The simplest version of the Martingale strategy doubles the bets after each bet loss at odds of about 2.00 before winning. The bet is then reset to the original amount and the progression starts again. The dangers of Martingale should be obvious to all but the most opinionated players, losing rounds are an inevitable consequence of the repeated play. The more you play, the more likely you are to have a long losing streak.
Roughly speaking, the expected longest losing sequence that you are likely to see in a sequence of n bets is the logarithm of n to the base of the odds divided by the odds minus one. For red bets, you probably see a losing sequence of three in eight bets, four in betting 16, five in betting 32, and so on. In a 1000-bet streak, your expected longest losing streak is between nine and ten bets.
Modeling Martingale Results
If the casino suddenly allows you to bet any amount, your expected profit from 1000 spins of the wheel is $ 500 on no zero roulette or $ 486 on zero. Of course, neither one nor the other is impossible. Most importantly, there will come a point when a losing streak will either destroy your funds or cause significant damage to them to make you lose confidence.
To deal with this, a smart approach is to define goals and set rules and limits for your game, simulating the probabilities of different outcomes, just as we did for flat bets. Let's consider the following scenario:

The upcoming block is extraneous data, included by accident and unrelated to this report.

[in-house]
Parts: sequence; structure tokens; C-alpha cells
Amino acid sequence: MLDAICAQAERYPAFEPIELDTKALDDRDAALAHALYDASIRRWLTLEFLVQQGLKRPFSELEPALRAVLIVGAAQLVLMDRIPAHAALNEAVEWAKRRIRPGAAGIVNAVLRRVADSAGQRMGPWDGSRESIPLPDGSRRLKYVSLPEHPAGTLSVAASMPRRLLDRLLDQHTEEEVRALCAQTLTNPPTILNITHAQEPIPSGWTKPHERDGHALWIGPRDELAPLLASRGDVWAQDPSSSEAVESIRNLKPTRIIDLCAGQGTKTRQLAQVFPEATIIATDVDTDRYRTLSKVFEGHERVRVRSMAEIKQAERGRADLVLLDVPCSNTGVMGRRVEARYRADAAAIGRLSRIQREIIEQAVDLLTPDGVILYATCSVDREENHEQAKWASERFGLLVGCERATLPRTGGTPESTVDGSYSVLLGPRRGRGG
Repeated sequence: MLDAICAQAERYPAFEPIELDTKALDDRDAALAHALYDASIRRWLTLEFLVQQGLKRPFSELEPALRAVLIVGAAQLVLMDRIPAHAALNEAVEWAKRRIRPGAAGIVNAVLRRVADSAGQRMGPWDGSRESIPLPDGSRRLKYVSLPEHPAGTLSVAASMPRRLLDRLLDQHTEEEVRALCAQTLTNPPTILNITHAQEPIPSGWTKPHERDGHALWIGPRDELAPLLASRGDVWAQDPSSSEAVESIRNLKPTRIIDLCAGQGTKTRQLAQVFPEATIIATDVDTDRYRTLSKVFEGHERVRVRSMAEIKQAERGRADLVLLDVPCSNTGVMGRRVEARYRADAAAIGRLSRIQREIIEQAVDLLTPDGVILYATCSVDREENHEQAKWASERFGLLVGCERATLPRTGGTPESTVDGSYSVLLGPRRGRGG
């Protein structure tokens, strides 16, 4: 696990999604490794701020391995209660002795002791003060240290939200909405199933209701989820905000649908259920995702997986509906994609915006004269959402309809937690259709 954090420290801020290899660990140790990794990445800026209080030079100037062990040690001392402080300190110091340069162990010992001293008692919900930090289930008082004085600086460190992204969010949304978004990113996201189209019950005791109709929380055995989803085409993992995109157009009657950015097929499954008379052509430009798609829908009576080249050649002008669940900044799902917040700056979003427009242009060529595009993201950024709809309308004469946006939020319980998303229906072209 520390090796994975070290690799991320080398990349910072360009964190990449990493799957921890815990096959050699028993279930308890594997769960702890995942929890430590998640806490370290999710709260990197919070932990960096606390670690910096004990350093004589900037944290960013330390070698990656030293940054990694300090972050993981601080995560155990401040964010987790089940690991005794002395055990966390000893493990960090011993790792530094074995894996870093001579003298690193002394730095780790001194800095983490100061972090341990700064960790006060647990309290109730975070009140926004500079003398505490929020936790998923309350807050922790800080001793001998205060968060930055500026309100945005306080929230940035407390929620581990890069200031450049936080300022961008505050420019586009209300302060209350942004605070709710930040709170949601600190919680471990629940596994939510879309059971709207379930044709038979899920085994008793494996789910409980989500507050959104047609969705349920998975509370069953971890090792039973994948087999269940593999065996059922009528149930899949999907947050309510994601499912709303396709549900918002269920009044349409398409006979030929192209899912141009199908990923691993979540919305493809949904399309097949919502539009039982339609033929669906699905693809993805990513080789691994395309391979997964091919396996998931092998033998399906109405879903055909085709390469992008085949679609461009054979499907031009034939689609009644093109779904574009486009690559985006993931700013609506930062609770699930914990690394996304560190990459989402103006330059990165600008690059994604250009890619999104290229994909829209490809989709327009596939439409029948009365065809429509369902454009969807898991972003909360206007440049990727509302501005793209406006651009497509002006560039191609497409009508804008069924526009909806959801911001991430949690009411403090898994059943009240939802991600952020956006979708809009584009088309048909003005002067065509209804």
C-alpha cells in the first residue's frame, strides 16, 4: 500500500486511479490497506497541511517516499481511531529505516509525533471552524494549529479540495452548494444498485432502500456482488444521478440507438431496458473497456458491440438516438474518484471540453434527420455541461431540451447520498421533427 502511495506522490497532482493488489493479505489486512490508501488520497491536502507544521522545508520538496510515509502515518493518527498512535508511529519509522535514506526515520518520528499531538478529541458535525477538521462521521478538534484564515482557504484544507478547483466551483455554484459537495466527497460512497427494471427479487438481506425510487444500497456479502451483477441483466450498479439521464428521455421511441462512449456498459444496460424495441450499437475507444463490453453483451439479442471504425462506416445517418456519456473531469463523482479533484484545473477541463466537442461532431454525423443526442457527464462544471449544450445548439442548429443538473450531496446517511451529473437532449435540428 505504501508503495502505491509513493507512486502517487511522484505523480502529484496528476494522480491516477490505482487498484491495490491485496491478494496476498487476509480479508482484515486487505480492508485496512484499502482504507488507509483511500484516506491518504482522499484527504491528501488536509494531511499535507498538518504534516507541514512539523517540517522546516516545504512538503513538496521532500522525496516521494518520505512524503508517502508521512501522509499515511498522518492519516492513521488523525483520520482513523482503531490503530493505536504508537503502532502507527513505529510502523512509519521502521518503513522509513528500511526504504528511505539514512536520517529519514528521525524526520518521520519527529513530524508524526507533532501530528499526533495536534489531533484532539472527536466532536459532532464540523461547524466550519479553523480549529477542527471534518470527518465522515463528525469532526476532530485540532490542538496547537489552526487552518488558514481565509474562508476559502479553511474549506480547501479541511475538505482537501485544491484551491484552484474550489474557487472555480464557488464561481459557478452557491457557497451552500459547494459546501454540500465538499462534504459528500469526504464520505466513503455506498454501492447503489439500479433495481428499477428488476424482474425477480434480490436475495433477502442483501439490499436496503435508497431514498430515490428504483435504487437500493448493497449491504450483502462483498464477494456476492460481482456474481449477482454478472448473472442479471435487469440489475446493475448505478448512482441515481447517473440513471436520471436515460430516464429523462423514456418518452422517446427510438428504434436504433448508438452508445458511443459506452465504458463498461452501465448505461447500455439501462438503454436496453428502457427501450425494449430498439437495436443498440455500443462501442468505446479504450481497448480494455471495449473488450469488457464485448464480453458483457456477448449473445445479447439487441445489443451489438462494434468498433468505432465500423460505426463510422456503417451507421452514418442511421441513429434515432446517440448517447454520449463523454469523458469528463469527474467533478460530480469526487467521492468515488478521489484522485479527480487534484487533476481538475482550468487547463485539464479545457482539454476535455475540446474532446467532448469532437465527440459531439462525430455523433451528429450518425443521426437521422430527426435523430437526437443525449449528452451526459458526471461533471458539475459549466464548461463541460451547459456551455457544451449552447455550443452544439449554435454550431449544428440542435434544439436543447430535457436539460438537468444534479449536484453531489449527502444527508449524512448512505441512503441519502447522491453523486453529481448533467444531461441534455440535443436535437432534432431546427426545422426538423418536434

- Using $ 1 for the initial bet in any Martingale progression, we will aim to win $ 500 after 1000 spins of the wheel.
- We will limit the risk of going bankrupt at any time for 1000 bets to 50%.
- What is the maximum bankroll loss we can accept before we decide to abandon the game for points 1 and 2?
To answer this question, we can turn to Monte Carlo simulations . The table below shows the results of a series of 10,000 Monte Carlo simulations. For each simulated 1000 spin series, if the bankroll falls below a certain threshold, the game stops and the strategy fails. Otherwise, the game continues for 1000 wheel spins and the strategy is considered successful. Here the roulette wheel was considered without the zero sector:
Bankroll threshold |
Average bankroll win |
Average bankroll loss |
Bankruptcy |
Offer Rates |
-fifty |
503 |
-106 |
82% |
5.69 |
-one hundred |
501 |
-188 |
73% |
3.68 |
-150 |
500 |
-270 |
65% |
2.82 |
-200 |
500 |
-341 |
59% |
2.47 |
-250 |
500 |
-443 |
54% |
2.15 |
-300 |
499 |
-496 |
fifty% |
1.99 |
-400 |
498 |
-608 |
45% |
1.81 |
-500 |
498 |
-774 |
40% |
1.65 |
-750 |
498 |
-1088 |
31% |
1.45 |
-1000 |
496 |
-1725 |
22% |
1.29 |
Reformulated Bid Offer